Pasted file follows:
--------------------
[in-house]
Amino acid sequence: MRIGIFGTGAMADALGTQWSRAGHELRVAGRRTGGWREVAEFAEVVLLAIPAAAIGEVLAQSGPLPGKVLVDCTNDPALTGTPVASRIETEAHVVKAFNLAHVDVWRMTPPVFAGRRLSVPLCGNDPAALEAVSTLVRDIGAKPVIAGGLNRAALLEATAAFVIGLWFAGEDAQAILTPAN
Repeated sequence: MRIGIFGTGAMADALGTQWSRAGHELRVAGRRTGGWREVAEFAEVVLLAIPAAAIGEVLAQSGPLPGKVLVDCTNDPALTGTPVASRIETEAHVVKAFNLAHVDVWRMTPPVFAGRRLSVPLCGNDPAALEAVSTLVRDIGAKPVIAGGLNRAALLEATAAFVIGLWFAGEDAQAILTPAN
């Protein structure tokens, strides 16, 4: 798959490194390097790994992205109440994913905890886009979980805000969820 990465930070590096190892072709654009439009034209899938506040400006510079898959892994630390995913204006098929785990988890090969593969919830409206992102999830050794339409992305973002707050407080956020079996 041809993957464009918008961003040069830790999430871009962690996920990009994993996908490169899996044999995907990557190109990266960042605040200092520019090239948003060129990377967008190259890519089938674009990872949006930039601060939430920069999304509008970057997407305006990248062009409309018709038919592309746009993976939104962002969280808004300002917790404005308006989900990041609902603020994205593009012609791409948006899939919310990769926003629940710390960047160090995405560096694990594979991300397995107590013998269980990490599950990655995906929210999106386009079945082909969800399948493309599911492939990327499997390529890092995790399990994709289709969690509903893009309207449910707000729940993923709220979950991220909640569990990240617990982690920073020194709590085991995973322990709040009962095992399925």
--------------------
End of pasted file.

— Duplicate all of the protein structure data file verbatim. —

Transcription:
[in-house]
Amino acid sequence: MRIGIFGTGAMADALGTQWSRAGHELRVAGRRTGGWREVAEFAEVVLLAIPAAAIGEVLAQSGPLPGKVLVDCTNDPALTGTPVASRIETEAHVVKAFNLAHVDVWRMTPPVFAGRRLSVPLCGNDPAALEAVSTLVRDIGAKPVIAGGLNRAALLEATAAFVIGLWFAGEDAQAILTPAN
Repeated sequence: MRIGIFGTGAMADALGTQWSRAGHELRVAGRRTGGWREVAEFAEVVLLAIPAAAIGEVLAQSGPLPGKVLVDCTNDPALTGTPVASRIETEAHVVKAFNLAHVDVWRMTPPVFAGRRLSVPLCGNDPAALEAVSTLVRDIGAKPVIAGGLNRAALLEATAAFVIGLWFAGEDAQAILTPAN
């Protein structure tokens, strides 16, 4: 798959490194390097790994992205109440994913905890886009979980805000969820 990465930070590096190892072709654009439009034209899938506040400006510079898959892994630390995913204006098929785990988890090969593969919830409206992102999830050794339409992305973002707050407080956020079996 041809993957464009918008961003040069830790999430871009962690996920990009994993996908490169899996044999995907990557190109990266960042605040200092520019090239948003060129990377967008190259890519089938674009990872949006930039601060939430920069999304509008970057997407305006990248062009409309018709038919592309746009993976939104962002969280808004300002917790404005308006989900990041609902603020994205593009012609791409948006899939919310990769926003629940710390960047160090995405560096694990594979991300397995107590013998269980990490599950990655995906929210999106386009079945082909969800399948493309599911492939990327499997390529890092995790399990994709289709969690509903893009309207449910707000729940993923709220979950991220909640569990990240617990982690920073020194709590085991995973322990709040009962095992399925």